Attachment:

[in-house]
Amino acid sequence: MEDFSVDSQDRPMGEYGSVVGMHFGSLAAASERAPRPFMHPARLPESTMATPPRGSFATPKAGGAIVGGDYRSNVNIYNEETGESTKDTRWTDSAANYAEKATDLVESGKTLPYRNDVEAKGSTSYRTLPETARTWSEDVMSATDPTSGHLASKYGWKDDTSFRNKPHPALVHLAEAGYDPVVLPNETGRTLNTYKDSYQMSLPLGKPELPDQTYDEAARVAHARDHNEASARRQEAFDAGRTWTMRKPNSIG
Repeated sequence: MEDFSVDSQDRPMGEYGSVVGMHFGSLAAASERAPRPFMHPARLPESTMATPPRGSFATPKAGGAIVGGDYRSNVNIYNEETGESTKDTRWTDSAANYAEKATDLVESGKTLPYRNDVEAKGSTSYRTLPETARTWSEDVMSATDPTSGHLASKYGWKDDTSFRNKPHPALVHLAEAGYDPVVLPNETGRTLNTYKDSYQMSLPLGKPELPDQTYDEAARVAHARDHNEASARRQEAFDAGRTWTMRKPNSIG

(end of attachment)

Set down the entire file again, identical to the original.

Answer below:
[in-house]
Amino acid sequence: MEDFSVDSQDRPMGEYGSVVGMHFGSLAAASERAPRPFMHPARLPESTMATPPRGSFATPKAGGAIVGGDYRSNVNIYNEETGESTKDTRWTDSAANYAEKATDLVESGKTLPYRNDVEAKGSTSYRTLPETARTWSEDVMSATDPTSGHLASKYGWKDDTSFRNKPHPALVHLAEAGYDPVVLPNETGRTLNTYKDSYQMSLPLGKPELPDQTYDEAARVAHARDHNEASARRQEAFDAGRTWTMRKPNSIG
Repeated sequence: MEDFSVDSQDRPMGEYGSVVGMHFGSLAAASERAPRPFMHPARLPESTMATPPRGSFATPKAGGAIVGGDYRSNVNIYNEETGESTKDTRWTDSAANYAEKATDLVESGKTLPYRNDVEAKGSTSYRTLPETARTWSEDVMSATDPTSGHLASKYGWKDDTSFRNKPHPALVHLAEAGYDPVVLPNETGRTLNTYKDSYQMSLPLGKPELPDQTYDEAARVAHARDHNEASARRQEAFDAGRTWTMRKPNSIG